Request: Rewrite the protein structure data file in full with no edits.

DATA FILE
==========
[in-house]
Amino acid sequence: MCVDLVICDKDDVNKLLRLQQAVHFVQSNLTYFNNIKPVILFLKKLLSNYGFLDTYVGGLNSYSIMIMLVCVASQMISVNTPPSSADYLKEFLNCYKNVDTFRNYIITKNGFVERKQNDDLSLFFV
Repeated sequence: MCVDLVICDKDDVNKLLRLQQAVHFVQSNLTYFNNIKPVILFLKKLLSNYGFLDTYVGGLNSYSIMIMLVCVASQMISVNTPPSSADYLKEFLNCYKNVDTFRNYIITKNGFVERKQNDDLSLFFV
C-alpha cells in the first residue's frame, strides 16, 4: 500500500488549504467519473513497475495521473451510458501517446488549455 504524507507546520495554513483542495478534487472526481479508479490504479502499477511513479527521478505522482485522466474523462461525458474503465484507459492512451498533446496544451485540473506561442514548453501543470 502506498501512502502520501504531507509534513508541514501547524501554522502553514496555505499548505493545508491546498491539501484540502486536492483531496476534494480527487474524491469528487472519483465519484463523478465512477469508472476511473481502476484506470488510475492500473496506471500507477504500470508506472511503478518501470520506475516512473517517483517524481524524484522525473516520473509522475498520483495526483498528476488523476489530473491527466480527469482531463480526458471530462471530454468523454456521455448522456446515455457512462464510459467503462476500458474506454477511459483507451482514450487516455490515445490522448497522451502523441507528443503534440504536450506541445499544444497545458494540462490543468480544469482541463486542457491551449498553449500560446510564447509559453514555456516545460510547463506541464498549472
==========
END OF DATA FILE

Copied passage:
[in-house]
Amino acid sequence: MCVDLVICDKDDVNKLLRLQQAVHFVQSNLTYFNNIKPVILFLKKLLSNYGFLDTYVGGLNSYSIMIMLVCVASQMISVNTPPSSADYLKEFLNCYKNVDTFRNYIITKNGFVERKQNDDLSLFFV
Repeated sequence: MCVDLVICDKDDVNKLLRLQQAVHFVQSNLTYFNNIKPVILFLKKLLSNYGFLDTYVGGLNSYSIMIMLVCVASQMISVNTPPSSADYLKEFLNCYKNVDTFRNYIITKNGFVERKQNDDLSLFFV
C-alpha cells in the first residue's frame, strides 16, 4: 500500500488549504467519473513497475495521473451510458501517446488549455 504524507507546520495554513483542495478534487472526481479508479490504479502499477511513479527521478505522482485522466474523462461525458474503465484507459492512451498533446496544451485540473506561442514548453501543470 502506498501512502502520501504531507509534513508541514501547524501554522502553514496555505499548505493545508491546498491539501484540502486536492483531496476534494480527487474524491469528487472519483465519484463523478465512477469508472476511473481502476484506470488510475492500473496506471500507477504500470508506472511503478518501470520506475516512473517517483517524481524524484522525473516520473509522475498520483495526483498528476488523476489530473491527466480527469482531463480526458471530462471530454468523454456521455448522456446515455457512462464510459467503462476500458474506454477511459483507451482514450487516455490515445490522448497522451502523441507528443503534440504536450506541445499544444497545458494540462490543468480544469482541463486542457491551449498553449500560446510564447509559453514555456516545460510547463506541464498549472